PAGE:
To infinity and beyond
In 2009, Argentinian artist and architect Tomás Saraceno attended the International Space Studies Program at NASA Ames. Seven years later, he embarked on a research expedition to the Atacama desert, filming and photographing skies. With his team, he worked in Salar de Uyuni, the largest salt flat on Earth, which has been used to calibrate telescopes from outer space thanks to its reflective surface. The result, titled '163,000 Light Years' (referencing the distance to our neighbouring galaxy, the Large Magellanic Cloud) is being exhibited in MARCO in Monterrey, Mexico, until 4 November.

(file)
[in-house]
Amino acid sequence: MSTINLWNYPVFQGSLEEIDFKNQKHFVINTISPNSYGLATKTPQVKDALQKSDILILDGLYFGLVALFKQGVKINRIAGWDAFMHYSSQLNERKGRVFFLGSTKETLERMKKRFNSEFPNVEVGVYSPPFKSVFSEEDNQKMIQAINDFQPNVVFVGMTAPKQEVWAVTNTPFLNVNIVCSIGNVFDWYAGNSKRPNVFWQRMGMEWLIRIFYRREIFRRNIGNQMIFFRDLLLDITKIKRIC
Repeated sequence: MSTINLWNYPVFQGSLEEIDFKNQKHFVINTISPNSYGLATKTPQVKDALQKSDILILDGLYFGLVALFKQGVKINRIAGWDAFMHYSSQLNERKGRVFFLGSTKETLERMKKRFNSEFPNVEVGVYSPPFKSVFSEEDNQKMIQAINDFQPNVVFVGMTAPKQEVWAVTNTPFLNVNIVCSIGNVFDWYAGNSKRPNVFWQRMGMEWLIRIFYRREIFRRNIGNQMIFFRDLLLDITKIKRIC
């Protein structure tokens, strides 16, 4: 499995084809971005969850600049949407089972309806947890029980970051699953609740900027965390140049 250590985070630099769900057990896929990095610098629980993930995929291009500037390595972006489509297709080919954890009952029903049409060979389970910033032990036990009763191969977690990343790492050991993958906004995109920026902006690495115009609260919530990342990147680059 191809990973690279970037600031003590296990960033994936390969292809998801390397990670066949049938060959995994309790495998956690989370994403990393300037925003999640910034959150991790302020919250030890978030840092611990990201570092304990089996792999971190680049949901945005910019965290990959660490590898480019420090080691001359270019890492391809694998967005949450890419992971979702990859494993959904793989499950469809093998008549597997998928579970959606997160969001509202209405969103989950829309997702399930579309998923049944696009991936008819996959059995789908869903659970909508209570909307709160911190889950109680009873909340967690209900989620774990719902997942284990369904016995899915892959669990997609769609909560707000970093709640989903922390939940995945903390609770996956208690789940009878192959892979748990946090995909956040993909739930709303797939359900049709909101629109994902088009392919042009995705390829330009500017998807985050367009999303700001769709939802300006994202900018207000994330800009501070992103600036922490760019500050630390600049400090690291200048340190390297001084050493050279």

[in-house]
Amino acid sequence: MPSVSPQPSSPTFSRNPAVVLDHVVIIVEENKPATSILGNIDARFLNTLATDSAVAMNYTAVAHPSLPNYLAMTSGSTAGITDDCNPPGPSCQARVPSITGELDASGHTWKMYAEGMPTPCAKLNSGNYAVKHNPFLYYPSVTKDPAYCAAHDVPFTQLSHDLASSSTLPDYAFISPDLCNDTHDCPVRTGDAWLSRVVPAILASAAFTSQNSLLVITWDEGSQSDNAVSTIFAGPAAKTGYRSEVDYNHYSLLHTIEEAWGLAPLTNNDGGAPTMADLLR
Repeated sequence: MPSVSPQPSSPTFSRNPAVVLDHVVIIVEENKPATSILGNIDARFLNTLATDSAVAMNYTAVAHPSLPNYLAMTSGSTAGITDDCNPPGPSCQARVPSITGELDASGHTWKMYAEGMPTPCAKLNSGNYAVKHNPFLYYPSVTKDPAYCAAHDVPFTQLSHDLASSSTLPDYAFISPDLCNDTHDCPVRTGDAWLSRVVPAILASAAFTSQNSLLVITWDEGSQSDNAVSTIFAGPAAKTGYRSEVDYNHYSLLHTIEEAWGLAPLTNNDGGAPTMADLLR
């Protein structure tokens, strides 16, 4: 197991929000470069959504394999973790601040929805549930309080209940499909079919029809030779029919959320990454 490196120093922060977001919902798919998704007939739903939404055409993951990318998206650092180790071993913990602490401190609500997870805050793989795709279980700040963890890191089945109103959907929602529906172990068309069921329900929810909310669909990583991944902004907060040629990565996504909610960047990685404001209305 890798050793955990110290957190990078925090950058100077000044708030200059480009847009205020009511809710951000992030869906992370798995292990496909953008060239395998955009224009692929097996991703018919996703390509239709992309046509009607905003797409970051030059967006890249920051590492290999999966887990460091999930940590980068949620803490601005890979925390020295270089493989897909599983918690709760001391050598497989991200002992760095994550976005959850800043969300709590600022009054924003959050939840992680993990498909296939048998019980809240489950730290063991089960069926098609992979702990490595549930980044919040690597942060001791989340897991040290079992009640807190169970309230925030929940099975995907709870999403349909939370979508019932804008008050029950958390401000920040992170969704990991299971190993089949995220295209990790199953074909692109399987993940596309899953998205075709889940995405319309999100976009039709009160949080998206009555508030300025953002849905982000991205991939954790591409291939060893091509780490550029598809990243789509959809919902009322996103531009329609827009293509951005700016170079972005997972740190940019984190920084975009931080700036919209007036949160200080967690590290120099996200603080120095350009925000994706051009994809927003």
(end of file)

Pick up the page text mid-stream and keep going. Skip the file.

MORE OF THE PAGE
Saraceno regards his work as ‘ongoing research’ in ‘collaboration with other disciplines’ (engineering, science, and natural history), and is known for producing large-scale installations with a visionary, utopian feel. '163,000 Light Years' is no different, incorporating both underwater spiders and films of outer space.
As with the notebooks of the early 20th century astronautics pioneer Konstantin Tsiolkovsky, who inspired him, Saraceno’s work is a conglomerate of science and fiction, looking beyond the technological possibilities of today. But its playfulness does not undermine its ambition. As Tsiolkovsky said, ‘First, inevitably, the idea, the fantasy, the fairy tale. Then, scientific calculation. Ultimately, fulfillment crowns the dream.’
Pictured: Re-entry, by Tomás Saraceno, 2016. Courtesy of the artist
Writer: Dina Tsesarsky